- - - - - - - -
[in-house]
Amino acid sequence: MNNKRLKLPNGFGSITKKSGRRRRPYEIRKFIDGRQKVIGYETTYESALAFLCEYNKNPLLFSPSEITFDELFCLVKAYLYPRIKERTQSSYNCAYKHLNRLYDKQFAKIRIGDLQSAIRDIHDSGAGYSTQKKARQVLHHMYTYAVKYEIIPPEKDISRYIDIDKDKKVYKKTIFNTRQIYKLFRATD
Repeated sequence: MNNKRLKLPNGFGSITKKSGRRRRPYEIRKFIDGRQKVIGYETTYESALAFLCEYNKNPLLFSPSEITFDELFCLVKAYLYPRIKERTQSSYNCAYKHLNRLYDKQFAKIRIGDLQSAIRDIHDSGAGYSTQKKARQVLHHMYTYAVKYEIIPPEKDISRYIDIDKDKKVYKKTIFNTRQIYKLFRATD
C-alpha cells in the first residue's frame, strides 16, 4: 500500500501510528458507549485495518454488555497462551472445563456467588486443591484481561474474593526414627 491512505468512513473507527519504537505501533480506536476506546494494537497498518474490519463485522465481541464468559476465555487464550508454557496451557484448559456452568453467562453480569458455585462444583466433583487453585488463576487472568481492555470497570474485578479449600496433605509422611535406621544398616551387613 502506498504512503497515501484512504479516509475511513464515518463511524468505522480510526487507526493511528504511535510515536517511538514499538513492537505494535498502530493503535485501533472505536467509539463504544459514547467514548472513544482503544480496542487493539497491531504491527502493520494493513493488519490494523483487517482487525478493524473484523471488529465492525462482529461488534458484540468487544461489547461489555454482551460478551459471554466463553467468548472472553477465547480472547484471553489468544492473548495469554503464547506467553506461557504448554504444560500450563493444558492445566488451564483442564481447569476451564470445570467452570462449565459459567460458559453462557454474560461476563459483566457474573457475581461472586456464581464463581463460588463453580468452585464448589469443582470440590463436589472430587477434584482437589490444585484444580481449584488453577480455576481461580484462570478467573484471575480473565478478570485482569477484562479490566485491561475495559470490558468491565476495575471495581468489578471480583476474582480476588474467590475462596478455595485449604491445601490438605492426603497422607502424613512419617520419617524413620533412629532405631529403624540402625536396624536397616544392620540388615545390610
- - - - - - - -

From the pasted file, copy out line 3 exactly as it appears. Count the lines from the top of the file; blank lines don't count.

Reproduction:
Repeated sequence: MNNKRLKLPNGFGSITKKSGRRRRPYEIRKFIDGRQKVIGYETTYESALAFLCEYNKNPLLFSPSEITFDELFCLVKAYLYPRIKERTQSSYNCAYKHLNRLYDKQFAKIRIGDLQSAIRDIHDSGAGYSTQKKARQVLHHMYTYAVKYEIIPPEKDISRYIDIDKDKKVYKKTIFNTRQIYKLFRATD